Research by Jim Mau
William Kerley was born about 1583, probably in Dorset or Wiltshire, England. He was a member of the great migration of Puritans during the 1630s and a founder of Sudbury, Lancaster, and Marlborough.
Many family trees and family histories give his birth as 1602, but court records in Massachusetts contradict this date.
In the Middlesex County court files of 1659 is this entry from June – “William Kerley, aged about 76 years, is released from all ordinary trainings, paying 5 shillings per annum to the use of the military company in the town where he dwelleth.” (History of Cambridge, Massachusetts, 1630-1877 by Lucius Robinson Paige, 1877.) This would place his birth around the year 1583.
Old age may have overtaken William Kerley in 1658. As late as September 1657 he was appointed one of the commissioners for Lancaster “to superintend the municipal concerns with power to make all necessary rates and levies”. (Topographical and Historical Sketches of the Town of Lancaster, in the Commonwealth of Massachusetts, by Joseph Willard, 1826, page 31.) But by the third month of 1658 he was becoming stubborn – a house and some land for Master Rowlandson “was put to the vote and granted by the major part, (and opposed by none but old Goodman Kerley.)” (Willard, page 60) His wife’s death would have only worsened his mood – “Ann wife of William Kerly Senior died 12 – 1 – 1658”. (Lancaster Vital Records) Willard makes this assessment in a footnote: “Goodman Kerley (William Kerley, senior,) seems to have continued in a wrathful state of mind for some time; for though one of the number appointed to manage the municipal concerns of the town, he did not attend the meetings of his brethren; it being a usual entry in the records that the Selectmen met at such a time and place, all excepting Goodman Kerley.” (Willard, page 60) After this period William Kerley, Senior, generally was referred to as “Goodman” or “old Goodman” Kerley, and the references were usually passive – referring to his land, not to any action by him. It may be correct to attribute any recorded activities of this era to William Kerley, Junior.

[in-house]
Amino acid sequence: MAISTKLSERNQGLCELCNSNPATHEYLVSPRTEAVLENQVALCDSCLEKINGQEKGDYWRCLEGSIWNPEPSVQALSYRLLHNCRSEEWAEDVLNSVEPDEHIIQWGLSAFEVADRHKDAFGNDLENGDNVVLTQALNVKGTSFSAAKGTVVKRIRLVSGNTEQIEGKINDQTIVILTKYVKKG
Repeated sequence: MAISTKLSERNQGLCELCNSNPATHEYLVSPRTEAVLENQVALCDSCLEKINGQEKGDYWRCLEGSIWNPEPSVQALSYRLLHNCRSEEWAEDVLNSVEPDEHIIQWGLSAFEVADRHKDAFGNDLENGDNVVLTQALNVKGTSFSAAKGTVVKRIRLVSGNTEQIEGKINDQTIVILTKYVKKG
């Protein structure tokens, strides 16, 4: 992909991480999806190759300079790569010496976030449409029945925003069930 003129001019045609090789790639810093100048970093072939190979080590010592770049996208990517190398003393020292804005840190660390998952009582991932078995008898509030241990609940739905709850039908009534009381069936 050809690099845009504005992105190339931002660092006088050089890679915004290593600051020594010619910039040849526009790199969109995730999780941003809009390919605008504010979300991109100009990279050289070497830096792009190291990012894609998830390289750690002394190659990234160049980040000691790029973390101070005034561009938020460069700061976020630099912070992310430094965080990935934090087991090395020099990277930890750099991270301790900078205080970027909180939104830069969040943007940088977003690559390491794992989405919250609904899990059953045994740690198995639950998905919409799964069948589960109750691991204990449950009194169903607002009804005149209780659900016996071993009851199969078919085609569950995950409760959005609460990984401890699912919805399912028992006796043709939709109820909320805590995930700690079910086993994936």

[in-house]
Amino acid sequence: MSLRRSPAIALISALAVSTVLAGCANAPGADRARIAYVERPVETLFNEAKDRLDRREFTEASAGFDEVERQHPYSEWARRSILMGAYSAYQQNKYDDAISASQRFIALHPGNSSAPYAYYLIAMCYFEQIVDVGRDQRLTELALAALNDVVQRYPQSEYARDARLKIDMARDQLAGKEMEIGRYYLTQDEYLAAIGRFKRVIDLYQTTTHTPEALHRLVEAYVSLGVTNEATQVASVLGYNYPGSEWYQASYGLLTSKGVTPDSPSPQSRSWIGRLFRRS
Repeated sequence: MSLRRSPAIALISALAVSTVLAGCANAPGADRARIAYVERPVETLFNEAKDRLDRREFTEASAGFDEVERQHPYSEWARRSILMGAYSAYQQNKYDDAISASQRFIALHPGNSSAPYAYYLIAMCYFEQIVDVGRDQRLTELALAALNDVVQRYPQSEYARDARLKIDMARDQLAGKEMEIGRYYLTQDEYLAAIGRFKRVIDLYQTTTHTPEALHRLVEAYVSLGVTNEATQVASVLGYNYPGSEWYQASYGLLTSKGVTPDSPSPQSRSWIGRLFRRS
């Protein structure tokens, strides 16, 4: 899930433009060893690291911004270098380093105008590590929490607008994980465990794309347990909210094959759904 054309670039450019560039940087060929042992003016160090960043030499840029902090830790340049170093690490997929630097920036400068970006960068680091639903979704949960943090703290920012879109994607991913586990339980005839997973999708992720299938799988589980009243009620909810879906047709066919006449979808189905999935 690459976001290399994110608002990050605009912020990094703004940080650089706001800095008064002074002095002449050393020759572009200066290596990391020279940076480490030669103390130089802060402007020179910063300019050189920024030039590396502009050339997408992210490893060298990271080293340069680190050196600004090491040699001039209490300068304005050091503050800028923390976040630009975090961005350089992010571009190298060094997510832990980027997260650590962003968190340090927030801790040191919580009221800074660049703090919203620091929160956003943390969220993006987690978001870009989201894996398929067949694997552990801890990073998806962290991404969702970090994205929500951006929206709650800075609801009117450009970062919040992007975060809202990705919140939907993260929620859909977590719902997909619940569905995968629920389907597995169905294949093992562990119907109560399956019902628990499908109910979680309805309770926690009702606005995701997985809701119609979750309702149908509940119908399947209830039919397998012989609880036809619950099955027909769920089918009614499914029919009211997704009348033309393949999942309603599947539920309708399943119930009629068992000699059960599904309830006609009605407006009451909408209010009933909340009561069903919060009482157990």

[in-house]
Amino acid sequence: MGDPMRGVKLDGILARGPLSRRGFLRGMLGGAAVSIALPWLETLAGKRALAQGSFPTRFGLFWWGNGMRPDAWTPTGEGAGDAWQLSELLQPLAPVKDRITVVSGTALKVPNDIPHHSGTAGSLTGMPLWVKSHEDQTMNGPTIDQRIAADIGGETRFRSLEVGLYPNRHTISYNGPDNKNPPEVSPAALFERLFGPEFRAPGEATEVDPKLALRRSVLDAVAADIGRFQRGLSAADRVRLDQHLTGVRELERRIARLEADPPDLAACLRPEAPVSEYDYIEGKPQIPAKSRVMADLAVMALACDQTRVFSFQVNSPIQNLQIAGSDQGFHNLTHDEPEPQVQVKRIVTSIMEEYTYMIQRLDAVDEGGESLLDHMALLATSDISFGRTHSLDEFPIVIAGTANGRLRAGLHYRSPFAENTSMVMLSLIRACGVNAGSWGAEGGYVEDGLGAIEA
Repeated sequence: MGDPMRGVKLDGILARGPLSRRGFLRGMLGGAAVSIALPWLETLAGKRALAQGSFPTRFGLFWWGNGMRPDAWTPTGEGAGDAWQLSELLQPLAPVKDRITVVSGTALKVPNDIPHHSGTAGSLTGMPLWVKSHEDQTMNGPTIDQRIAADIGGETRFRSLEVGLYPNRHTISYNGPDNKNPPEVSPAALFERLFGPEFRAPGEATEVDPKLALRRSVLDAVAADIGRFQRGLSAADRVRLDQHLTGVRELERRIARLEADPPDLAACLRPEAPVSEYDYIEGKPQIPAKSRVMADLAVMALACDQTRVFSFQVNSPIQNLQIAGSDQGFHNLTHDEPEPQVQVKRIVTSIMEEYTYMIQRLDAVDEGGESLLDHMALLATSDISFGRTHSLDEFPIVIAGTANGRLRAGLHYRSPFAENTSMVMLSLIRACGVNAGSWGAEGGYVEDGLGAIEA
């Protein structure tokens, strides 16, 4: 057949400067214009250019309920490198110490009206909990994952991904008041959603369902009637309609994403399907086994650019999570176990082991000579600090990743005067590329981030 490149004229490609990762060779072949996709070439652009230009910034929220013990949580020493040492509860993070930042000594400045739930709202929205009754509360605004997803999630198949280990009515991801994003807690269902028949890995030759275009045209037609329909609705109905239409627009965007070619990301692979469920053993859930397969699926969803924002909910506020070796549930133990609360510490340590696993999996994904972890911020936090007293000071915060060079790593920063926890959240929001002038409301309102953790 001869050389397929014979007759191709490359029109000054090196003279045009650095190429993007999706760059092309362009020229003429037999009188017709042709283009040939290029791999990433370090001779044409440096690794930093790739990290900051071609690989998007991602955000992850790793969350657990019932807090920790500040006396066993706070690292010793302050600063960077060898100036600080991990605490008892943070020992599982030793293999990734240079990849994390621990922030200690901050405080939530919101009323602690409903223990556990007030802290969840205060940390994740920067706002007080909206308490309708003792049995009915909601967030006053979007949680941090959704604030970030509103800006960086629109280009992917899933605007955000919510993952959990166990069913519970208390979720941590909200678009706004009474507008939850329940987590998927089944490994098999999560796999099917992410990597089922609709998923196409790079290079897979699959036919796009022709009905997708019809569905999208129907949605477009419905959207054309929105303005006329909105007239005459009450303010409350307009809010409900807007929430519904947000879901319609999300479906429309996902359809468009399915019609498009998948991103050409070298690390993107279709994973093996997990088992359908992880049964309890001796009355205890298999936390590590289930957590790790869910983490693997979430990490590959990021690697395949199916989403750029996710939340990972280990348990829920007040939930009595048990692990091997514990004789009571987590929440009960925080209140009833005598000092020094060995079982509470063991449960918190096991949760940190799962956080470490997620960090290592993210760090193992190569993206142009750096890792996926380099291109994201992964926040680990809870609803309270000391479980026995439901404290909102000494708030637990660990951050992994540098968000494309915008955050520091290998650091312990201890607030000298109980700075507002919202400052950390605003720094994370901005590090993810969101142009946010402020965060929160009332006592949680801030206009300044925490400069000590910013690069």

Being born in 1583 would have him coming of age around 1603 – a very exciting time indeed. The Spanish Armada had been thwarted during his childhood. The English government encouraged piracy (under the guise of privateering) as a form of commerce. The East India Company had just been organized. The English were busy establishing plantations and consolidating their conquest of Ireland. English mercenaries were engaged in Holland – consider Myles Standish. In 1616 Sir Walter Raleigh led an unsuccessful expedition to Venezuela in search of the Lost Cities of Gold. (For a lively account of the era see 1603 by Christopher Lee, 2003.) Involvement in any of these exploits could explain William Kerley’s military background.
Henry S. Nourse thought William Kerley, Senior, must have served in the English army based on the arms and armor he brought to the New World. (The Military Annals of Lancaster, Massachusetts, 1889, page 1) The will of William Kerley, Senior, included a gun, a sword, a cutlass, iron clothes, and military books. Both his sons were leaders in the military development of early Massachusetts.
Very telling is the way the Massachusetts courts wrestled with the issue of the age limits of military service at about the same time William Kerley, Senior, was exempted from duty. Perhaps it was the infirmity of this revered veteran that forced the issue. Anyone wanting to understand how our ancestors thought and justified decisions can read the short document on this subject in History of Cambridge, Massachusetts, 1630-1877, by Lucius Robinson Paige, 1877, page 401.